Soil Quality 101: Land Capability

A reader from Alberta recently asked our illustrious editor for an article around the questions: “What is soil quality? How is it measured? And is there an ideal soil?” Jay then suggested I do a series of articles on the subject so a single article did not get too long winded — as this scribe is often wont to do.

In the first column, we will deal with the concept of “soil” versus “land,” the idea of land capability and talk about the Canada Land Inventory.


Soil is the individual square foot or acre of a soil profile, consisting of the topsoil (“A” horizon, in soils jargon), upper subsoil (“B” horizon) and subsoil (“C” horizon.) The depth and nature of the layers depend on the starting point left by the glaciers — soil parent material —and the interaction of climate, drainage and vegetation over the past 10,000 years.

Water is a huge factor. All soils textbooks list the five soil-forming factors as parent material, climate, topography, vegetation and time. In my fourth-year soils class at U of S I told the students the five soil forming factors are water, water, water, water and water to emphasize the importance of water.

A “soil” is an individual piece of the surface of the earth that has similar properties based on the above soil forming factors.

When we are struggling with how to partition parts of a farm field and manage them separately — precision farming —we are actually trying to figure out how to map the individual soils in that land parcel.

Land is the way individual soils are situated on any given piece of real estate. We buy a quarter section of land that often has several different soil types. The capability of that land is the integrated capability of all the parts.

A quarter section of black loam soil on nearly level topography — with just enough slope to spill excess water away in shallow ravines — has a much higher capability for agriculture than the same black loam situated on pothole topography with many sloughs and bluffs.


Land capability relates to what we want to use the land for. Canada Land Inventory soil capability maps were created back in the 1960s, ’70s and ’80s. The feds and provinces got together to make the maps based on the land capability for a number of potential land uses, including forestry, recreation, ungulates (deer and such) and waterfowl. They also created agriculture capability maps with seven land classes:

Classes 1 to 3 are arable land. In Saskatchewan, in particular, there is only a bit of Class 1 land — Melfort Silty Clay Loam with no sloughs. Class 2 is Regina and Sceptre Heavy Clay and the like where the fields are square and relatively flat. Class 3 is Weyburn loam and the like with more significant limitations but still arable.

Then you get into land classes that are more suitable to forages and pasture. Class 4 is better suited to forage but in some cases may be viable farmland. Class 5 is suitable for seeded forage. Class 6 is native pasture. Class 7 is not suitable for agriculture of any kind — i. e. water, railways, towns, etc.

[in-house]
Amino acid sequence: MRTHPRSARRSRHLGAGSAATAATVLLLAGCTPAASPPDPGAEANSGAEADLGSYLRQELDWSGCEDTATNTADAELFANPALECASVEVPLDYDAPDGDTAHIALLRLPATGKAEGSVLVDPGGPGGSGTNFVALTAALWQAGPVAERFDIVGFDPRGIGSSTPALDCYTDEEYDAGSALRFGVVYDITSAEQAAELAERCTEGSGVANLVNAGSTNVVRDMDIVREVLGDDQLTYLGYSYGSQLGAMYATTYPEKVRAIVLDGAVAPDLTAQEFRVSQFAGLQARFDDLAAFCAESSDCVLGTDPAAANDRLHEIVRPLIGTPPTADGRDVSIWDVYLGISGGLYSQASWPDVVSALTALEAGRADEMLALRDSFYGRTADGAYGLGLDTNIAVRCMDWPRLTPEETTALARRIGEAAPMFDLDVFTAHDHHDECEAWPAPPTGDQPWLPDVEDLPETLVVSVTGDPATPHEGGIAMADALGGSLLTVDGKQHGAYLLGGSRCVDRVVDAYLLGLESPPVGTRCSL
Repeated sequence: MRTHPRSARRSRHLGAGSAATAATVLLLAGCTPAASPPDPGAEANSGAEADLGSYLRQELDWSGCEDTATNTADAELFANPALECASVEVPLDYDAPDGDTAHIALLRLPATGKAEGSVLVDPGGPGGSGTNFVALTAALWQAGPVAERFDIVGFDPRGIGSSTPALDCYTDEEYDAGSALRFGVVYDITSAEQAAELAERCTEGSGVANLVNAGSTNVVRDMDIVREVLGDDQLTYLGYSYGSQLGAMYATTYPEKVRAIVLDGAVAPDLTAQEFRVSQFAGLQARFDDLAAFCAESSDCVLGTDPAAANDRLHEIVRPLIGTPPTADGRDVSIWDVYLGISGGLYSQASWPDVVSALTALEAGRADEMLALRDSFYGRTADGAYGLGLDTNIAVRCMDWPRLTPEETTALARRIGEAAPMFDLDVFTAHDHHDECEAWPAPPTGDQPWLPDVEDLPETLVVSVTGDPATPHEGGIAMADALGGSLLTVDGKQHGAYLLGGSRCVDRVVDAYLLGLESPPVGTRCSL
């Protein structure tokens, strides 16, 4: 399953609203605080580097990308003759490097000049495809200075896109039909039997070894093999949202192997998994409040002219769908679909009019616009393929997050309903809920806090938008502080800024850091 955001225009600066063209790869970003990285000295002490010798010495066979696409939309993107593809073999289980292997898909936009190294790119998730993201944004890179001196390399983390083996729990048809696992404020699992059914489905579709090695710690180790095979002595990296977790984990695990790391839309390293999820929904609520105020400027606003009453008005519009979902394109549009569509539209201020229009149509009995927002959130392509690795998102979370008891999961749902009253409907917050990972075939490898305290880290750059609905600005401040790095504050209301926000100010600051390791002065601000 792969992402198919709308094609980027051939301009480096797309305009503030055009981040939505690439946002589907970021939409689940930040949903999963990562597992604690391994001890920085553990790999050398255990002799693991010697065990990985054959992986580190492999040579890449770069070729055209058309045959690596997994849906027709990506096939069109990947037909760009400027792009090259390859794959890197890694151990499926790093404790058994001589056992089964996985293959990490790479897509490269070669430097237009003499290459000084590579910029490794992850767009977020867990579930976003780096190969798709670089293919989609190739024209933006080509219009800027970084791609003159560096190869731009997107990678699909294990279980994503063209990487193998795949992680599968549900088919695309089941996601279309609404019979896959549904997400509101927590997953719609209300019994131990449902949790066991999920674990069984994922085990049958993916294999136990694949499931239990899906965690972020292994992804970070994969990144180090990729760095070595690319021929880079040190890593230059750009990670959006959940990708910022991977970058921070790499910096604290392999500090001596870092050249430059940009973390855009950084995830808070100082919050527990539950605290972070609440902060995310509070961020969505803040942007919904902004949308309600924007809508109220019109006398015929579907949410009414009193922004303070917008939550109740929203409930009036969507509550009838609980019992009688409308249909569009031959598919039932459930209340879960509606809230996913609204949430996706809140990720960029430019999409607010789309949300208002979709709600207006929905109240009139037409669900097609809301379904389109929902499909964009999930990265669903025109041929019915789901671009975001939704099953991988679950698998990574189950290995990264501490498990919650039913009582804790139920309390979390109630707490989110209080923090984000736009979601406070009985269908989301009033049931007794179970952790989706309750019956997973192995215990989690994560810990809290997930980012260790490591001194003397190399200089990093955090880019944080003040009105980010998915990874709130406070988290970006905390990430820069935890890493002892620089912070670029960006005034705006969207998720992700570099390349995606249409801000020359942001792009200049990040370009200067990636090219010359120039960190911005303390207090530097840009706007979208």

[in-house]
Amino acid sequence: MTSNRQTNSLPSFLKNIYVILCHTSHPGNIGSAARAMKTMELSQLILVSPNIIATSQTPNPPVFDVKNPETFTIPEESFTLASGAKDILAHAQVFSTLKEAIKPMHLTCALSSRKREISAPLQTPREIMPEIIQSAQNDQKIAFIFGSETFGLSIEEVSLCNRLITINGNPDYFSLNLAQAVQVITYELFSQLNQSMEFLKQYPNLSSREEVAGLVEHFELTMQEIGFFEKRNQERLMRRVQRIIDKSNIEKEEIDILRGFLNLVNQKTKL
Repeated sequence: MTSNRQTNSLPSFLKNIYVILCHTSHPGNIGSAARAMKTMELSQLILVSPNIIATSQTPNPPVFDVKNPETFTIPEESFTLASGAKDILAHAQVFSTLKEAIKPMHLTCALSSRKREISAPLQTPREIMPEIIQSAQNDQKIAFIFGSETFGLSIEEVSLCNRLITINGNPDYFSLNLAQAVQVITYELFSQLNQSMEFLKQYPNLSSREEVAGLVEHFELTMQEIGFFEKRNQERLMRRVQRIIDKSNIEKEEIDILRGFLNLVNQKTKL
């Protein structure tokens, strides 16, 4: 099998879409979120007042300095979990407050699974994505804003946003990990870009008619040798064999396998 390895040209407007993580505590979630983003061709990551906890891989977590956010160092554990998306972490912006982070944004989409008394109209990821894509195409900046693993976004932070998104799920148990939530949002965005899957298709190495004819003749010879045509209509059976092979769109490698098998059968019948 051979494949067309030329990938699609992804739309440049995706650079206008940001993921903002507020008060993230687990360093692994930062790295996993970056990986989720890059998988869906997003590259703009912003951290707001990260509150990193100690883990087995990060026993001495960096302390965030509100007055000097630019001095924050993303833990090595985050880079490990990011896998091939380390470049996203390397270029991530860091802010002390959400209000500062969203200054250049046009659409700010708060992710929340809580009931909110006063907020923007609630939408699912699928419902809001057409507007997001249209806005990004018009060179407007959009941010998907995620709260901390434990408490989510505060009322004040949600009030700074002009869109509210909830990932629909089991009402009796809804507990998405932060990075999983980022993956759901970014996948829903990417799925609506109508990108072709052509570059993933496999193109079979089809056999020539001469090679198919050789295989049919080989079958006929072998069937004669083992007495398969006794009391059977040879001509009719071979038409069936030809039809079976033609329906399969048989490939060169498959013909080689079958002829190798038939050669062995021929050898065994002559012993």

The land capability classification is based on limitations: topography, texture, stones, sloughs etc.

Attractive color maps were produced on a National Topographic System base at a scale of 1:250,000. The scale is OK for general use by bureaucrats but not much use at the farm level. The maps are out pf print but if you plug “Canada Land Inventory” into Google, some information comes up but this old fossil was not able to pull much out of it.

A federal government website called NLWIS (National Land and Water Information Service) allows access to soil maps of various scales from across the country. Even I am able to download the Saskatchewan maps and use them so most anyone can.

In Saskatchewan, a series of Soil Capability for Agriculture maps was produced as individual black and white brochures for each rural municipality. They were four pages on 8 by 11 paper, so they are easy to photocopy. Those maps still exist in the Ag Building at U of S and I still use them from time to time.


The big problem with almost all soil maps on the Canadian Prairies is that the scale of mapping and level of detail is such that they are NOT usable for crop planning at the quarter-section level. Some detailed maps in Manitoba are an exception.

When someone asks me about an individual quarter section, I first consult a topographic map and the soils map. After 46 years of using such maps, the soil map they will tell me if I should look any further. If so, I then consult municipal assessment sheets (available in Saskatchewan only), air photos, and Google Earth. After all that, the only way to add any more info is to inspect the land and make observations and measurements in the field.

So there you have a broad description of land capability. In the next article we will zero in on the individual question and deal specifically with “soil quality.”

J. L. (Les) Henry is a former professor and extension specialist at the University of Saskatchewan.



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